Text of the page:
Africa United

Africa United

Three Rwandan children set off to Rwanda's capital city, Kigali, to audition for the opening ceremony of the 2010 World Cup. 3.2 out of 5 based on 10 reviews
Africa United


Certificate 12A
Genre Family / Children
Director Debs Gardner-Paterson
Cast Sherrie Silver, Eriya Ndayambaje, Sanyu Joanita Kintu, Yves Dusenge Roger Nsengiyumva
Studio Pathe Distribution Ltd. UK
Release Date October 2010
Running Time 88 mins

Three Rwandan children set off to Rwanda's capital city, Kigali, to audition for the opening ceremony of the 2010 World Cup.

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The Financial Times

Antonia Quirke

It has the feel of something freshly improvised, filmed delightedly on the hoof... I have hopes for the Yorkshire-based director Debs Gardner-Paterson – previously, incidentally, a presenter on Singapore’s Match of the Day – who never fears pushing the film in its closing moments towards something approaching the sadness of Midnight Cowboy.


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The Times

Kate Muir

When did you last watch a kids’ film about Africa that left you laughing, punching the air and weeping discreetly into your popcorn? This is the effect of Africa United, a mad, ebullient movie...


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The Sunday Times

Cosmo Landesman

If this tale doesn’t tug at your heart strings, reader, you’re already dead.


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Total Film

Neil Smith

A weirdly unwieldy concoction that’s too dark for kids and too naive for adults. Still, director Debs Gardner-Paterson gets disarming performances from her young leads and the soundtrack is terrific.


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Robert Koehler

...light and peppy...


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The Guardian

Xan Brooks

What follows is a bouncy crossbreed of Slumdog Millionaire, Enid Blyton and a Unicef commercial; a film that so dearly wants to be adored and adopted that it seems positively churlish to shoo it away.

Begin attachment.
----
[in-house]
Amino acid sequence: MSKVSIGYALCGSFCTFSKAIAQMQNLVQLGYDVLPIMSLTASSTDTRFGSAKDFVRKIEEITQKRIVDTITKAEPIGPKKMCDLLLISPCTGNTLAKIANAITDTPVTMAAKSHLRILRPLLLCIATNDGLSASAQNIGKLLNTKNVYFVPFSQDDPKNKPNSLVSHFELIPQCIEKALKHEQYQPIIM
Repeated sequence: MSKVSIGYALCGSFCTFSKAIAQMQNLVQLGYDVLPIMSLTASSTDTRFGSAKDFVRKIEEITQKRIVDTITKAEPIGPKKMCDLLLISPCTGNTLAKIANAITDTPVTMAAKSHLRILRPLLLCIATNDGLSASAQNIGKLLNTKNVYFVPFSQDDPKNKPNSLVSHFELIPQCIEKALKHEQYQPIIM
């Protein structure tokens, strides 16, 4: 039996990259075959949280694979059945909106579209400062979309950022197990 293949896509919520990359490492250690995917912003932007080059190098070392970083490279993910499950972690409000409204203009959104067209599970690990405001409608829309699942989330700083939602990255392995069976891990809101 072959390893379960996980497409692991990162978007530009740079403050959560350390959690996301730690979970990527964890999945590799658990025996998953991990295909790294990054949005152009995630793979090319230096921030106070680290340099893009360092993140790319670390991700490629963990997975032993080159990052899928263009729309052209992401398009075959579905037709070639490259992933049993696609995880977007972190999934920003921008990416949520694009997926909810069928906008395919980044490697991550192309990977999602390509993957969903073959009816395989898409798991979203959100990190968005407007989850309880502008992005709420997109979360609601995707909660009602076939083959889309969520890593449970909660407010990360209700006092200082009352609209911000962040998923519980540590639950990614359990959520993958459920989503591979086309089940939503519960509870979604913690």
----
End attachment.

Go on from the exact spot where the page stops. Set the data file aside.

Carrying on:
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The Observer

Philip French

This somewhat ramshackle affair is packed with action, is handsomely photographed, and has enough realism and danger to keep the lurking sentimentality at bay.


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Time Out

Dave Calhoun

Most adults will find its caricatures and whiz-bang bonhomie hard to stomach. The makers do their best to paper over an undemanding script with bouncy music, quick cuts and musical montages, and you have to admire the young actors’ spirited acting and the film’s willingness to place HIV in the foreground.


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Empire Magazine

Ian Nathan

First-time director Debs Gardner-Paterson, who grew up in Rwanda, lacks the dramatic flair to match her enthusiasm to depict an Africa unclouded by genocide or colonial ruin. Her film is cheerful, pleasantly acted, in every sense sunny, but in its haste and sentimentality flits by without troubling our nerves.


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The Independent on Sunday

Nicholas Barber

It's too corny for adults and there are too many condom references for kids.


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